|Also called||Chrysler Prowler|
|Assembly||Shadyside, Ohio, United States
Detroit, Michigan, United States
|Body and chassis|
|Body style||2-door roadster|
|Platform||Chrysler PR platform|
|Engine||3.5 L EGJ V6|
|Transmission||4-speed 42LE automatic|
|Wheelbase||113.3 in (2,878 mm)|
|Length||165.3 in (4,199 mm)|
|Width||76.5 in (1,943 mm)|
|Height||50.9 in (1,293 mm)|
|Curb weight||2,800 lb (1,270 kg)|
The Prowler was offered in a single generation in a front engine, rear-drive rear transmission configuration — with an overall production of 11,700.
The design of the Prowler was said[who?] to have been inspired after Chrysler engineers were given free rein to create whatever they wanted in a "hot rod" or "sportster" type vehicle. One of the most striking design features of the Prowler are the open, Indy racer style front wheels.
The Prowler featured a powertrain from Chrysler's LH-cars, a 3.5 L Chrysler SOHC V6 engine 24v producing 214 hp (160 kW; 217 PS) at 5850 rpm. For the 1999 model year the engine was replaced with a more powerful, aluminum block, 253 hp (189 kW; 257 PS) at 6400 rpm version of the engine. Both engines were coupled to a 4-speed Autostick automatic transmission. The transmission was located at the rear of the vehicle and joined to the engine by a torque tube that rotated at engine speed, an arrangement similar to that used by the C5 Corvette, Porsche 944 and Alfa Romeo 75, and helped to facilitate a desirable 50-50 front-rear weight distribution. The Prowler was the first rear-wheel drive (and last) Plymouth since the 1989 Plymouth Gran Fury. While criticized for featuring a V6 only, Chrysler's High Output 3.5 had a horsepower rating similar to (or higher than) the company's Magnum V8s of that era. While not making nearly as much torque as a V8, Prowler's light weight translated into impressive off-the-line acceleration.
The car prominently featured aluminum construction, in many cases adhesively bonded, chiefly in the chassis. The body was produced in Shadyside, Ohio, and the car was assembled by hand at the Conner Avenue Assembly Plant (CAAP) in Detroit, Michigan.
- 1997 model
- 0-62 mph (0–100 km/h): 7.2 seconds
- Top speed: 118 mph (180 km/h) electronically limited
- 1999–2002 model
- 0-62 mph (0–100 km/h): 5.9 seconds
- Top speed: 126 mph (190 km/h) electronically limited
The Plymouth Prowler was produced for the 1997 and 1999-2000 model years. After the Plymouth marque was discontinued in 2001 the Prowler was sold as a Chrysler Prowler for the 2001 and 2002 model years. However, DaimlerChrysler marketed the Prowler as a Plymouth in Canada for the 2000 model year; the Prowler was the last Plymouth sold in Canada.
|Total Plymouth Prowlers||8,532|
|Total Chrysler Prowlers||3,170|
Across the two production runs, the Prowler was available in twelve colors:
- Prowler purple metallic (only color available in 1997)
- Prowler yellow clear coat
- Prowler black clear coat
- Prowler red clear coat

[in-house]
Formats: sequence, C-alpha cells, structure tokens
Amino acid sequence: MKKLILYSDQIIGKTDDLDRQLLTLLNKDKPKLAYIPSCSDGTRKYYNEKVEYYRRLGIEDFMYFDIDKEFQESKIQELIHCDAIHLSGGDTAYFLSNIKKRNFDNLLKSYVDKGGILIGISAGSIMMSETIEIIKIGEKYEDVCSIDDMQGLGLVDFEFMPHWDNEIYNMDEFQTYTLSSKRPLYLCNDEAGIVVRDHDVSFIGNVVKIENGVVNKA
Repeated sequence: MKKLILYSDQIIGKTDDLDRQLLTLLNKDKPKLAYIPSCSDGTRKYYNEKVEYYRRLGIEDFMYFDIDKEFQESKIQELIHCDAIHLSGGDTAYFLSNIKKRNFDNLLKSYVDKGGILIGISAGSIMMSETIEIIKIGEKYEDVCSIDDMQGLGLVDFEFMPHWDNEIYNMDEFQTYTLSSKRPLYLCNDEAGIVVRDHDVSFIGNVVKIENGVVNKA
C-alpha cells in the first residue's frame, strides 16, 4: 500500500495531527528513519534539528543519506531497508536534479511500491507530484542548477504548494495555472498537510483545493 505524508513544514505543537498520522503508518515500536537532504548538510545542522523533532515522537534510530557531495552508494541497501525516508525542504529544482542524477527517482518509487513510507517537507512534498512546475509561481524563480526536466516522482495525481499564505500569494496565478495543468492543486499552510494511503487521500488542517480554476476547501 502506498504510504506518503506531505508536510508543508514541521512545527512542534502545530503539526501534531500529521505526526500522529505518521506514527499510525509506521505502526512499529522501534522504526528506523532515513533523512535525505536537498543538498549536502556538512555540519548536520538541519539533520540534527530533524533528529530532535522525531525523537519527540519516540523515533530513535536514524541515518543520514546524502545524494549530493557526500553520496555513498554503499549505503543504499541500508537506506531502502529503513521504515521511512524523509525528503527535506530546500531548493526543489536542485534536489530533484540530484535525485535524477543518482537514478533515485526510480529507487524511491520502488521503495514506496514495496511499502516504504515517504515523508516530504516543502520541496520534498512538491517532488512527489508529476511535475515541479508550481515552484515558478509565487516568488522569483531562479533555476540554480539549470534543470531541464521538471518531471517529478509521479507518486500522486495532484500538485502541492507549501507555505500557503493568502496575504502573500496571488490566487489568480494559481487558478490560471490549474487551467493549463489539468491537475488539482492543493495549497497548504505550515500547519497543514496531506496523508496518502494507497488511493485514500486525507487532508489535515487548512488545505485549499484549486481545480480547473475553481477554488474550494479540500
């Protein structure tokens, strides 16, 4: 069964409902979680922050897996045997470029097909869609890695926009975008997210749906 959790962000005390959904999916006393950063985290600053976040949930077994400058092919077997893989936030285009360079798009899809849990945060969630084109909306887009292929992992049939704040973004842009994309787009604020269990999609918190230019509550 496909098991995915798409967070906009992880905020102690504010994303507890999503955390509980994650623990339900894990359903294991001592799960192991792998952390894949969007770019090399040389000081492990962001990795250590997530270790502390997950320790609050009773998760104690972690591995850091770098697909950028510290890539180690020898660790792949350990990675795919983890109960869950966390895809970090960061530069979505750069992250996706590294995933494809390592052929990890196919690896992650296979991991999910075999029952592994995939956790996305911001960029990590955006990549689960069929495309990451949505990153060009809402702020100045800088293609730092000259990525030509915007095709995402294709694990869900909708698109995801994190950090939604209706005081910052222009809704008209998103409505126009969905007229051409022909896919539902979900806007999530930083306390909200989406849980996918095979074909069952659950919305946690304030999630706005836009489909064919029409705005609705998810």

- Prowler bright silver metallic
- Woodward Edition (two-tone black-red)
- Black Tie Edition (two-tone black-silver)
- Prowler orange pearl coat
- Midnight blue pearl coat - Mulholland Edition
- Copper - Copperhead Edition
- Inca gold pearl coat
- Deep candy red pearl coat
- High voltage blue pearl coat - Conner Avenue Edition (only one produced, auctioned at Christie's)
- Wheels front: 7"x17"
- Wheels rear: 10"x20"
- Tires front: 225/45 HR17
- Tires rear: 295/40 HR20
- Brakes F/R: composite 11" vented disc / 13" vented disc
- 1997 - $38,300
- 1999 - $39,300
- 2000 - $43,000
- 2001 - $44,225
- 2002 - $44,625
Due to limited trunk space, a $5,000 Prowler trailer option was available from Chrysler dealers. These trailers resembled the back end of a Prowler and had smaller versions of the five-spoke wheels found on the car. They could be ordered to match a car's factory color.
Other retro-styled vehicles followed the Prowler, including the Chrysler PT Cruiser, Chevrolet's SSR, HHR, and the 2010 Camaro, Ford's 2002 Thunderbird and 2005 Mustang, as well as the 2008 Dodge Challenger.
In 1998 a Plymouth Prowler was sealed in a mausoleum as a time capsule in Tulsa, Oklahoma. While similar in concept to the buried 1957 Plymouth Belvedere that formerly resided near the courthouse, the buried Prowler was sealed in Centennial Park in an above ground vault and sealed within a plastic box instead of plastic sheets that covered the Belvedere. Experts believe the Prowler has a better chance of looking how it did when it was sealed when the time capsule is opened in 2048, when it will be returned to Chrysler.
In 1999 at the Specialty Equipment Market Association's annual car show in Las Vegas, Nevada, Chrysler unveiled the Plymouth Howler concept. Inspired by hot rod trucks, and based on the Prowler, the Howler featured a small, truck like bed with a tailgate and hard tonneau cover. Under the hood an adapted version of Jeep's new 4.7 L PowerTech V8 engine replaced the production model's 3.5 L V6. A Borg-Warner five-speed manual replaced the production four-speed automatic.
Chrysler Corporation hosted a 10th anniversary celebration on August 16, 2007, at the Walter P. Chrysler Museum in Auburn Hills, Michigan, to commemorate the production of the Plymouth Prowler in 1997.
- "Centennial Park & Central Senior Center, Tulsa Oklahoma - Parks & Places". TulsaWalk.com. Retrieved 2010-06-10.
- Media related to Plymouth Prowler at Wikimedia Commons
- Media related to Chrysler Prowler at Wikimedia Commons
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